Fourth of July Parade strides toward 'A Star Spangled 4th' (copy)

Katie Malone-Smith and her son, Charlie, 4, watch the 2017 Fourth of July Parade on North Street in Pittsfield. Organizers hope that the parade this year can take place, but the decision hasn’t been made.

PITTSFIELD — An optimistic Pittsfield Fourth of July Parade Committee is planning for thousands of people to cheer on the downtown celebration this year.

That is, if the coronavirus pandemic is under control, locally, within three months.

The all-volunteer group is ramping up efforts to secure marching units and get a head start on raising money for the 2022 edition of the Independence Day event.

“The 2021 parade is already paid for. We estimate the cost will be $80,000,” parade committee President Peter Marchetti told The Eagle on Monday.

He says enough money left over from the 2019 parade and money raised for, but not used, in 2020 will pay for this year’s parade.

As for the 2022 fundraising goal, Marchetti says it has been set at the standard $85,000 mark, but solicitation will begin later than usual. For example, fundraising letters will go out April 1, instead of March 1.

May 1 is the group’s deadline to decide whether to proceed with the parade, which organizers canceled last year because of the pandemic, six weeks before July 4. Before that, it previously was canceled in 1977.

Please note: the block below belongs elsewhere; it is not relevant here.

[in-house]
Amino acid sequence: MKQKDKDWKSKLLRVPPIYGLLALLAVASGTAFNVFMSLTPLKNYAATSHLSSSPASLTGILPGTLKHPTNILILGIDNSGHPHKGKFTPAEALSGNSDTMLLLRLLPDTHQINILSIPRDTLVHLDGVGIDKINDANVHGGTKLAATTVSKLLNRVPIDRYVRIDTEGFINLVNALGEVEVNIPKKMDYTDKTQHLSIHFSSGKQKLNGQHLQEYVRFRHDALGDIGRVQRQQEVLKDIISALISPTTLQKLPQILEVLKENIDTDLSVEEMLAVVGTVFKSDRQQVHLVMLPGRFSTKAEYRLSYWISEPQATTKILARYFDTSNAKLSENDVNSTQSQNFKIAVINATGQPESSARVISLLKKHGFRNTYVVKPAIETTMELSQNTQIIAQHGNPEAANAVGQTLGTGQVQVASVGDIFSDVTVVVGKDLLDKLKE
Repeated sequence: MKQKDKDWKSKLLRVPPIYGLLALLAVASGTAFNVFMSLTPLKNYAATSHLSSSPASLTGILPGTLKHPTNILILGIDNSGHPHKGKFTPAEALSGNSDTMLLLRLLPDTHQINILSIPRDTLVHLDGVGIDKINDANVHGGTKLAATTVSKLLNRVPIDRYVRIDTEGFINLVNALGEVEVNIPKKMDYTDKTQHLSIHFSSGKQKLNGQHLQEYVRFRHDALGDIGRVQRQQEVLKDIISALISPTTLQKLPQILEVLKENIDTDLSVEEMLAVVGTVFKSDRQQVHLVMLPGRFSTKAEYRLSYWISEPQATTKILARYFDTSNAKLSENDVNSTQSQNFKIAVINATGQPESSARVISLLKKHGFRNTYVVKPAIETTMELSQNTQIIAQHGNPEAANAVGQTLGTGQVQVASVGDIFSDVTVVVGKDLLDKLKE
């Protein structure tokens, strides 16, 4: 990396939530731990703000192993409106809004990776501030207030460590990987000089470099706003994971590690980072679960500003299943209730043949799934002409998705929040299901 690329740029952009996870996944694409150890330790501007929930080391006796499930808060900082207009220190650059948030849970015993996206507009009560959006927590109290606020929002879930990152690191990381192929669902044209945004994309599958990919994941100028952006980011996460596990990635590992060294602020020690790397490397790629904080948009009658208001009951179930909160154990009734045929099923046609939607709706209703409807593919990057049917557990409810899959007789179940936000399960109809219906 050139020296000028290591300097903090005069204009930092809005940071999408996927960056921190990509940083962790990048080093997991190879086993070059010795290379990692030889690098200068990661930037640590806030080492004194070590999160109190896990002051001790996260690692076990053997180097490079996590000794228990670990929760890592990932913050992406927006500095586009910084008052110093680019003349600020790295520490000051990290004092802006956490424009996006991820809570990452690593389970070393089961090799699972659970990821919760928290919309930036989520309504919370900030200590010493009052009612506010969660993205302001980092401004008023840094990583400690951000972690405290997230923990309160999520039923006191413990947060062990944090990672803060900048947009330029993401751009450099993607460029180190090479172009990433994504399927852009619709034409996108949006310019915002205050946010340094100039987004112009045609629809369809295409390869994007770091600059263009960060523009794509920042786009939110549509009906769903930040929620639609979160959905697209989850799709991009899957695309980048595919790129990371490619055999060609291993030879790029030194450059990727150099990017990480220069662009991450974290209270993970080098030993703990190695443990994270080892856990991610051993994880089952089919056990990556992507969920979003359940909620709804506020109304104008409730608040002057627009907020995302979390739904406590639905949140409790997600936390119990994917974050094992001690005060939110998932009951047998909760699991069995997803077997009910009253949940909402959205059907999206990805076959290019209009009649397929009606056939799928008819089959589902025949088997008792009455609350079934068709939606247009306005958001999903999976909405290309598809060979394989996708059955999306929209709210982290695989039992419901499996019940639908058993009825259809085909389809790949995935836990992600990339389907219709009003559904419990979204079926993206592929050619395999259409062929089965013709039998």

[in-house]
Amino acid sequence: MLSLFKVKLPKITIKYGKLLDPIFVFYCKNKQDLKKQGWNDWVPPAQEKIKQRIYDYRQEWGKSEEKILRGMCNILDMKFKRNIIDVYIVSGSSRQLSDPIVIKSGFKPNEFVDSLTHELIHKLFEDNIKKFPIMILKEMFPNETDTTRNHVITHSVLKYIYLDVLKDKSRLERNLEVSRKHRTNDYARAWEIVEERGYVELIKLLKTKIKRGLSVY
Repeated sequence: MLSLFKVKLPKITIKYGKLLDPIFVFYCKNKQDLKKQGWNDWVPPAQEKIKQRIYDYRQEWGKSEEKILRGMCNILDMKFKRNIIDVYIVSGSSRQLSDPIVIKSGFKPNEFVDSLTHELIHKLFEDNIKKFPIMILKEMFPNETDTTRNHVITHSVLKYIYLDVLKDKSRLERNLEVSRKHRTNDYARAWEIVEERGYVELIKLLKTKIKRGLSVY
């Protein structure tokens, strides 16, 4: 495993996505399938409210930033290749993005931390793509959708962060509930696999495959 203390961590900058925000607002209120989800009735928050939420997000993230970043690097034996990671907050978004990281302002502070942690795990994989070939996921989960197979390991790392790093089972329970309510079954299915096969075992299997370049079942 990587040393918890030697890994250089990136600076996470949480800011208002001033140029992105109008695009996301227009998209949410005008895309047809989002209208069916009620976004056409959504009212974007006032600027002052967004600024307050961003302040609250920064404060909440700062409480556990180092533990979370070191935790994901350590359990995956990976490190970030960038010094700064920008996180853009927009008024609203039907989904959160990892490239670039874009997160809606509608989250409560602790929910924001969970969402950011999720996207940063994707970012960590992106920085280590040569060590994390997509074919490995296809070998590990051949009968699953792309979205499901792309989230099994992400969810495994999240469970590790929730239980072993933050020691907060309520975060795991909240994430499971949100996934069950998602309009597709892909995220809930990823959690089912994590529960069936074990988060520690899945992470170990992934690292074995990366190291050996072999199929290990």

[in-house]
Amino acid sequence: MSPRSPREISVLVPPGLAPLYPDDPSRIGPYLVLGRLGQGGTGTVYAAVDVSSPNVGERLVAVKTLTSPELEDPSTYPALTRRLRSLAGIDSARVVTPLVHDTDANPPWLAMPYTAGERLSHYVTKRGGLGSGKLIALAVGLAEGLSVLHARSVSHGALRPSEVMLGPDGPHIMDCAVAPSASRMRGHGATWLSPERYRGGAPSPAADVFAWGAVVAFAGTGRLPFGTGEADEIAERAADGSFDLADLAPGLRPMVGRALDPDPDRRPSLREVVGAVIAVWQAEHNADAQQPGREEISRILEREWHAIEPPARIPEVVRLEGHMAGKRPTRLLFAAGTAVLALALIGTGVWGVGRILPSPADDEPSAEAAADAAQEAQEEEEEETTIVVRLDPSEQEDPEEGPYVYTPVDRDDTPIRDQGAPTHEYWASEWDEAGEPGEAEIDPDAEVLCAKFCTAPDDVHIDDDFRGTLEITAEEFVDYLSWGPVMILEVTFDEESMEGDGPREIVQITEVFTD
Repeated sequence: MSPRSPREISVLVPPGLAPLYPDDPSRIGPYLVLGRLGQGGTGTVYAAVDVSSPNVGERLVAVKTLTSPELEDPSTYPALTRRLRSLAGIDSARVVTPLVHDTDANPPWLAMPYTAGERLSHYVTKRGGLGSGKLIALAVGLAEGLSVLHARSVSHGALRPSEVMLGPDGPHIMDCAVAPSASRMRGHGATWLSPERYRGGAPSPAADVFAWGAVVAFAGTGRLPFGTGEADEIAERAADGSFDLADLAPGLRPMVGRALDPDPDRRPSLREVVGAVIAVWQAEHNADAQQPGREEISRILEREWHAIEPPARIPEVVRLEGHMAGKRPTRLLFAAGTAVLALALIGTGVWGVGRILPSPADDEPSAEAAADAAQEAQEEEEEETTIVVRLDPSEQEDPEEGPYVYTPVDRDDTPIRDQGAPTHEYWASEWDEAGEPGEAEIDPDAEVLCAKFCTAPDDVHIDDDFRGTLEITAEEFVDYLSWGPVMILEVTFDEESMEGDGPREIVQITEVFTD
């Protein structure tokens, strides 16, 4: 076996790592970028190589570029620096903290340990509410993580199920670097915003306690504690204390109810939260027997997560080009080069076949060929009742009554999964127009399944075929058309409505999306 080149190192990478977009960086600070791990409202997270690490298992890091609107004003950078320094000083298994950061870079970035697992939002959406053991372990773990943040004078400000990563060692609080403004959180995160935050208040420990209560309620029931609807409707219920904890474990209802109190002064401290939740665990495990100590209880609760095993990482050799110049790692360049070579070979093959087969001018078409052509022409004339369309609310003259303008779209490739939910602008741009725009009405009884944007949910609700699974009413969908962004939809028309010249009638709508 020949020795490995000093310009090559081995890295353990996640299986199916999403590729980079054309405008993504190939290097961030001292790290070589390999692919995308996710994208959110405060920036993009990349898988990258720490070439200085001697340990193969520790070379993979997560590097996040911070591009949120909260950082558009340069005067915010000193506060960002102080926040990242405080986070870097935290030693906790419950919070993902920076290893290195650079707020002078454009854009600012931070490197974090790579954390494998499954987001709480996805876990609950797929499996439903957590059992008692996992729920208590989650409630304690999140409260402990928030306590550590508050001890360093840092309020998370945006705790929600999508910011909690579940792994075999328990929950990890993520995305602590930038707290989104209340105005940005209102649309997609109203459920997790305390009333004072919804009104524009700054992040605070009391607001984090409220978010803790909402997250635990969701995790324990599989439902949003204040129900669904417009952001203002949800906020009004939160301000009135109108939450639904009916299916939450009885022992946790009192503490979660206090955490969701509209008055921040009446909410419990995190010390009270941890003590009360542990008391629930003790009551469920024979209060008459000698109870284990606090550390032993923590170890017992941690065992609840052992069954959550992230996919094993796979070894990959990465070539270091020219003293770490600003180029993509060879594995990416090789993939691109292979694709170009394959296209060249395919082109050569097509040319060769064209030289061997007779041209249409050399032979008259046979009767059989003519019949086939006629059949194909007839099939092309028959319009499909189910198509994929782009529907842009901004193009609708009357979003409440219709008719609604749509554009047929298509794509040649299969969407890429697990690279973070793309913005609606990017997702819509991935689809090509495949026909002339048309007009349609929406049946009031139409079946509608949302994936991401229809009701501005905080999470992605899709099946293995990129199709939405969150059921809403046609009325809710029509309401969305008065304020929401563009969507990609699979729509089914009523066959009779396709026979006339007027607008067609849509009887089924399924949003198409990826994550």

The date for the parade this year is July 5, to avoid conflicting with church services July 4, which falls on a Sunday.

But, the 2021 theme is in place: “An Old-Fashioned 4th — The Way We Were.”

The likelihood of a parade depends on an accelerated vaccination program and consistently low COVID-19 infection rates.

That would pave the way for what organizers believe to be the Berkshires’ largest one-day, in-person event.

Marchetti says his group is looking at a glass-half-full scenario. “We have an energetic and upbeat committee, despite the many unknowns about the virus at this juncture for 2021. It’s better to be ready than to be caught flat-footed,” he said.

A late start to fundraising might not hinder the parade financially. The $5,500 collected last year, before the parade was canceled, remains available, as does money from 2019.

A decade’s worth of financial problems had the parade teetering on the edge of cancellation two years ago, but last-minute donations flowed in to keep it alive.

The committee’s plea for increased contributions in 2019 led to more than $110,000 in donations, one-time funding and proceeds from the organizer’s annual Oldies but Goodies show in November 2018.

Nearly half of that money rolled over to 2020, as 2019 expenses amounted to about $60,000, organizers said.

In recent years, the parade has averaged about 170 units and lasted two hours.

The parade is the most-watched program produced by, and shown live on, Pittsfield Community Television, PCTV Executive Director Shawn Serre has said.

The parade committee meets monthly. Its next gathering is scheduled for Feb. 24. For information on volunteering, visit

Dick Lindsay can be reached at